When In Doubt, Ignore The Error

We’ve talked about how to ignore existing Dialyzer errors and prevent new ones from being added to a project, but it’s worth mentioning that ignoring new errors is completely valid as well. Sometimes a new error shows up (or you are trying to fix an existing ignored error) that neither you nor your colleagues can figure out. It might involve a massive nested struct or a series of complex function calls. The error message might span multiple pages of your terminal. Regardless, the purpose of a tool like Dialyzer is to improve developer experience/efficiency. If a tool starts to become more painful than helpful, escape hatches like Dialyzer’s .dialyzer_ignore.exs file are perfectly valid options. At the very least, adding a new error to your ignore file is a form of documentation of tech debt, not a failure on you or your colleagues’ part.

Types cannot catch every single bug or error; tests (unit, integration, or otherwise) are important as well, though they aren’t perfect either. We can raise our confidence in our code by combining types and tests; our goal should be productivity, not perfection!

What About Incremental Mode?

In 2022, Thomas Davies gave a talk titled “Incremental Dialyzer: How we made Dialyzer 7x Faster”. This new incremental mode for Dialyzer was released with OTP 26, and should drastically simplify and speed-up the addition of Dialyzer to large existing projects. It’s still super new, so few people (especially in the Elixir community) have had a chance to experiment with it. There is a GitHub issue about supporting this new --incremental mode in Dialyxir, but the work hasn’t been started yet.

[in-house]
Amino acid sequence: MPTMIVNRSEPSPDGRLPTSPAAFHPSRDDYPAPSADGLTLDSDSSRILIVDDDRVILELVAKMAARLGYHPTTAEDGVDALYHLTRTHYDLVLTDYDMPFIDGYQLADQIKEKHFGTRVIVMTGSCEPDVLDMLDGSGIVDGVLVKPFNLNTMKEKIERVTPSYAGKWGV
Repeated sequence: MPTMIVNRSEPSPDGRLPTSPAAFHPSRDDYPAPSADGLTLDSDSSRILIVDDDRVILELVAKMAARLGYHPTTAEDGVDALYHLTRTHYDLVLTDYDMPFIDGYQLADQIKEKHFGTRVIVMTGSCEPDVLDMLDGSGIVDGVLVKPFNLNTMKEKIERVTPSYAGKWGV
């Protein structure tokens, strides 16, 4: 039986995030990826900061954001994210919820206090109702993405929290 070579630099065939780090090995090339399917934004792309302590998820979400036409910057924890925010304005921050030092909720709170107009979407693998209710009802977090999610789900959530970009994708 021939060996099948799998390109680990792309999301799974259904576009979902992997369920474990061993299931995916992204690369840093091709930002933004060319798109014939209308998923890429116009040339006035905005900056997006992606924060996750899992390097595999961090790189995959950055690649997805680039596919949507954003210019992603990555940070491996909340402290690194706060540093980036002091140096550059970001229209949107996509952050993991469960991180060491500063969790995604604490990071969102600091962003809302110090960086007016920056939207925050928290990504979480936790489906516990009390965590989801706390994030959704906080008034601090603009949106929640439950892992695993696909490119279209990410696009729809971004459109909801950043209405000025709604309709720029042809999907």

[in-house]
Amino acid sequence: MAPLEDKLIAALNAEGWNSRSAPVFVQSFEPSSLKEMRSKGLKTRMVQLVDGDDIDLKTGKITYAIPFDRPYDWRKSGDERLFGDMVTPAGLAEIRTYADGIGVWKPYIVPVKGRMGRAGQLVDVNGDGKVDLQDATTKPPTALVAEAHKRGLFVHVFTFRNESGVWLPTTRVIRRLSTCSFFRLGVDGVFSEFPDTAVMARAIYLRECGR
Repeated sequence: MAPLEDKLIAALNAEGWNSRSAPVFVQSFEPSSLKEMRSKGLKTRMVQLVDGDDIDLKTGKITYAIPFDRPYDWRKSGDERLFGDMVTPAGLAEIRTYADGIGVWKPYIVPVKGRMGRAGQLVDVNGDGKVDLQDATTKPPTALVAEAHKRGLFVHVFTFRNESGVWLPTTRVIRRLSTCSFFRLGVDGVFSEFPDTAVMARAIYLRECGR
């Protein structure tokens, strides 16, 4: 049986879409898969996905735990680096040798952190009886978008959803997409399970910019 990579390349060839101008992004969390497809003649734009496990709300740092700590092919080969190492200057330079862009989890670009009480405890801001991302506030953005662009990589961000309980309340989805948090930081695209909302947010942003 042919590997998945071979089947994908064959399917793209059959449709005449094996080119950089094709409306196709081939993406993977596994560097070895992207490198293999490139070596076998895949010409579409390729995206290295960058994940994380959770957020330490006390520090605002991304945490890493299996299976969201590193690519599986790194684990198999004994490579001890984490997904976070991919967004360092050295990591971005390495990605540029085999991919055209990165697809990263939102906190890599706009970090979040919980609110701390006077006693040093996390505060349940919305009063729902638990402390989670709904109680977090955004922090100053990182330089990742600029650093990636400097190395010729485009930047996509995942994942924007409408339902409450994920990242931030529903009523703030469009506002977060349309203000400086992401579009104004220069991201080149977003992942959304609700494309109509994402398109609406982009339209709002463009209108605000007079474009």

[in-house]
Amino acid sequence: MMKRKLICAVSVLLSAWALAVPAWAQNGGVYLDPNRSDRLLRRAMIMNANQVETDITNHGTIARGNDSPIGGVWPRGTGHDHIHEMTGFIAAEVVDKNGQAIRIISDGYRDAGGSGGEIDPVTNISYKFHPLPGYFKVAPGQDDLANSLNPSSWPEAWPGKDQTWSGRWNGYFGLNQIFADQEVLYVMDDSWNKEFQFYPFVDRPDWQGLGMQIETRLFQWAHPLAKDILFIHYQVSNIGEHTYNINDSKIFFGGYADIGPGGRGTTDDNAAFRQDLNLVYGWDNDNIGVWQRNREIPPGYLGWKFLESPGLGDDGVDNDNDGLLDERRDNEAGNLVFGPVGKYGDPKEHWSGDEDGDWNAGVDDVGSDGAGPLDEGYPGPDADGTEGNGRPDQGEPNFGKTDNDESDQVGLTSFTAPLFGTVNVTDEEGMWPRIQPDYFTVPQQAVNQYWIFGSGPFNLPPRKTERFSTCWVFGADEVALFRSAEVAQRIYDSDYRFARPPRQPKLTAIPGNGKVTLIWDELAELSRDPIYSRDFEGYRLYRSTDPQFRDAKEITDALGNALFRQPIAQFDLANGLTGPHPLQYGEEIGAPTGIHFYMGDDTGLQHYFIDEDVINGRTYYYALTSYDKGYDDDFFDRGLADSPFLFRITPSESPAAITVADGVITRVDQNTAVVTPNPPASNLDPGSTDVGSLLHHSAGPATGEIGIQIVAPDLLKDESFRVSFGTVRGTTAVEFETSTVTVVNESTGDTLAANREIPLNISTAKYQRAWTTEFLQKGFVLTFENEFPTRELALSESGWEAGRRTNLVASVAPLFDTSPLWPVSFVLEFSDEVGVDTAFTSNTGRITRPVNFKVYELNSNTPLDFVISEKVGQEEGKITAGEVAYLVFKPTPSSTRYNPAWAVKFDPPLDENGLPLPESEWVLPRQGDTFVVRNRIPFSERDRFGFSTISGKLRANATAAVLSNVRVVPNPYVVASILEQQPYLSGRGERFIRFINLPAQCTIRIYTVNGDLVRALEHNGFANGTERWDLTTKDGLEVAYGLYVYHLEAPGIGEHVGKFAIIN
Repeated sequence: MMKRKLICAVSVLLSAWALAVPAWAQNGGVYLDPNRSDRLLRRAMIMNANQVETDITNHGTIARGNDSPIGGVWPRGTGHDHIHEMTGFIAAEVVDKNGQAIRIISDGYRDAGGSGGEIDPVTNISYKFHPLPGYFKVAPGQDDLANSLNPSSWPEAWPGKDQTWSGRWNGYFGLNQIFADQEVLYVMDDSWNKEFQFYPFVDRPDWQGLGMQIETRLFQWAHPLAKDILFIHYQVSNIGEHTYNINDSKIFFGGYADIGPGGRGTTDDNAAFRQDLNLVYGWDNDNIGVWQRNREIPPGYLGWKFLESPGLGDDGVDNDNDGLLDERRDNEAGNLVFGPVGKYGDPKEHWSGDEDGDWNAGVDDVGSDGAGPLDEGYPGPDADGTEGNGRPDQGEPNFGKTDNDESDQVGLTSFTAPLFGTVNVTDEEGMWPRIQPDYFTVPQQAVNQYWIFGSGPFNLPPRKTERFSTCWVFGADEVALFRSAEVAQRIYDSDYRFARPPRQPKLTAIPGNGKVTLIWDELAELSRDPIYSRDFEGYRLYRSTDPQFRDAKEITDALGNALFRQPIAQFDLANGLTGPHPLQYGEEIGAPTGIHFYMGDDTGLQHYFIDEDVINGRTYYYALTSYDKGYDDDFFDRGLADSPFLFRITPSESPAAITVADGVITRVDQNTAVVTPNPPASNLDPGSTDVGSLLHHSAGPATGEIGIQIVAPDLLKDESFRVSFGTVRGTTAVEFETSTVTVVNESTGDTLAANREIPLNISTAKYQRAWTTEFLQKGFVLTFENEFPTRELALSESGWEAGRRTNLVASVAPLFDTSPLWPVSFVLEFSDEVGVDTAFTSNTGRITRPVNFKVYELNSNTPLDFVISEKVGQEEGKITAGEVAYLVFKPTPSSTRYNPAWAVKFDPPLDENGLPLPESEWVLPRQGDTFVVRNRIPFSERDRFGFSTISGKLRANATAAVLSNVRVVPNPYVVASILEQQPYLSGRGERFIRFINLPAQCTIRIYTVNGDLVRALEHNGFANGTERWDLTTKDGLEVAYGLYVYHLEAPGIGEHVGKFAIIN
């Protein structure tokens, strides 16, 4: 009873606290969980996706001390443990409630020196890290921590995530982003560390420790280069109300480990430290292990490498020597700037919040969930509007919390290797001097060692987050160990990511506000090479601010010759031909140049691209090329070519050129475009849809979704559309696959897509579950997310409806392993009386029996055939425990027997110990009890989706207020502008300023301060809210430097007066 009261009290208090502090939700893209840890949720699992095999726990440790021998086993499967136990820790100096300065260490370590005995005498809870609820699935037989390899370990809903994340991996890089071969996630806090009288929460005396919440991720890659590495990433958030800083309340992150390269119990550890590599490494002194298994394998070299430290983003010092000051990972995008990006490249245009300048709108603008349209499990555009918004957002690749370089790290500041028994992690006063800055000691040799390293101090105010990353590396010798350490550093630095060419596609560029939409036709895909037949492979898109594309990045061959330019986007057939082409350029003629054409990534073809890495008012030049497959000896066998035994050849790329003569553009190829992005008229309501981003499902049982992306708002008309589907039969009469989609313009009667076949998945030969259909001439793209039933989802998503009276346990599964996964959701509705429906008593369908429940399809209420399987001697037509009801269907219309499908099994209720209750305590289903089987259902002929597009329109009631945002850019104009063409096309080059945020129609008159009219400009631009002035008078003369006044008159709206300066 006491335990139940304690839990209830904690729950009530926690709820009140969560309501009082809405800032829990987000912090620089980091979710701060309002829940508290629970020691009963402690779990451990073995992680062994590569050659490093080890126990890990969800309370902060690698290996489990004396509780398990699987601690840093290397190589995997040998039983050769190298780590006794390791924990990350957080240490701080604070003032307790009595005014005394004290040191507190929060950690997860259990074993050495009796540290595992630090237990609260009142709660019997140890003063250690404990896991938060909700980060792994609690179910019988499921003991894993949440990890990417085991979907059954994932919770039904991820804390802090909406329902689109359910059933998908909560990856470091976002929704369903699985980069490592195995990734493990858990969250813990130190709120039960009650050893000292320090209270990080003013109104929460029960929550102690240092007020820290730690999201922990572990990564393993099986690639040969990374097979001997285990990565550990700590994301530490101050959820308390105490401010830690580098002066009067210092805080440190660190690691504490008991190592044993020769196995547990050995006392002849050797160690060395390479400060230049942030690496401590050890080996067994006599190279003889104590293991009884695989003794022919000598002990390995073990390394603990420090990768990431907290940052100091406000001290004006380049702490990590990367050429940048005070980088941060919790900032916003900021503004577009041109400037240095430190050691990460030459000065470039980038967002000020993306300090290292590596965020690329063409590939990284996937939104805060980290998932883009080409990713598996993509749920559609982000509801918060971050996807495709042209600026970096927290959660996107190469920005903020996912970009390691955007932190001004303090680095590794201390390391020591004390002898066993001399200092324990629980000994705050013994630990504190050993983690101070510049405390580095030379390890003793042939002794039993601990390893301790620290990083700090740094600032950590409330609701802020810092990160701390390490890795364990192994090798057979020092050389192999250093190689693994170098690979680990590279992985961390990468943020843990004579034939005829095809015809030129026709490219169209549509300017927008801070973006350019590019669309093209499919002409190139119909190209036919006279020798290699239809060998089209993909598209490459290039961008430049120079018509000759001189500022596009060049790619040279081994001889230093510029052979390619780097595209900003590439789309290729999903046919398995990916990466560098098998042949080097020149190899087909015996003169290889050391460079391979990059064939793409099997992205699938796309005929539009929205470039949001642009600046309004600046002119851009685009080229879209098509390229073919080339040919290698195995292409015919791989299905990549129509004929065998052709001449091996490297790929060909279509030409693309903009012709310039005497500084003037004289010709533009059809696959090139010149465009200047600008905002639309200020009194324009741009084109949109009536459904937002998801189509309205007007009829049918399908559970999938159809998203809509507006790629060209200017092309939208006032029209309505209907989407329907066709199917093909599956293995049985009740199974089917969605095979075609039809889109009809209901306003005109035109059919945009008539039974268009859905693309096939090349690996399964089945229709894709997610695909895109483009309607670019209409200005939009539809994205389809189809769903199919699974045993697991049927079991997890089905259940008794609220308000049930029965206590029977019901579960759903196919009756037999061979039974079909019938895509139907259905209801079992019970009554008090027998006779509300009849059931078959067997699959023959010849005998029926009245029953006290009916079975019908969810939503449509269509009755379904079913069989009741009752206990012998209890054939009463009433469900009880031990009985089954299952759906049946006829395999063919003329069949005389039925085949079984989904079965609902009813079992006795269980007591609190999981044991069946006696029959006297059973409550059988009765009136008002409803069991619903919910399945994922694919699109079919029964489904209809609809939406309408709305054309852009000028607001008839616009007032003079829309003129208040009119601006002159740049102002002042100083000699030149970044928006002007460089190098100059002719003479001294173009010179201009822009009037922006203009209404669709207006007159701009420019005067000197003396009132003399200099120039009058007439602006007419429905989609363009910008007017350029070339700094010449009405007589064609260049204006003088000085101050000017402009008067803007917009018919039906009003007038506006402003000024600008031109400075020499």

This is an exciting enhancement that we have to look forward to!

You’ll notice that this post doesn’t cover “how to understand/fix Dialyzer errors”, as that is an entire topic worthy of its own post. Luckily, many people have written blog posts and given talks about this very topic. Here a collection of resources:

Aside: Language Servers

Up until now, all of our talk of type checking tools like Diayzer has involved running commands in our terminal, but many other programming languages often have tooling that will allow developers to interact with types and type-related errors in their favorite IDE or text editor. This is done using language servers. We won’t go too into depth, but a language server allows modern editors to hook into programming languages in order to provide things like intellisense, autocompletion, and type checking. These language servers are usually accompanied by an editor-specific extension to make use of the information they provide. Luckily, Erlang and Elixir both have solid options for language servers and extensions.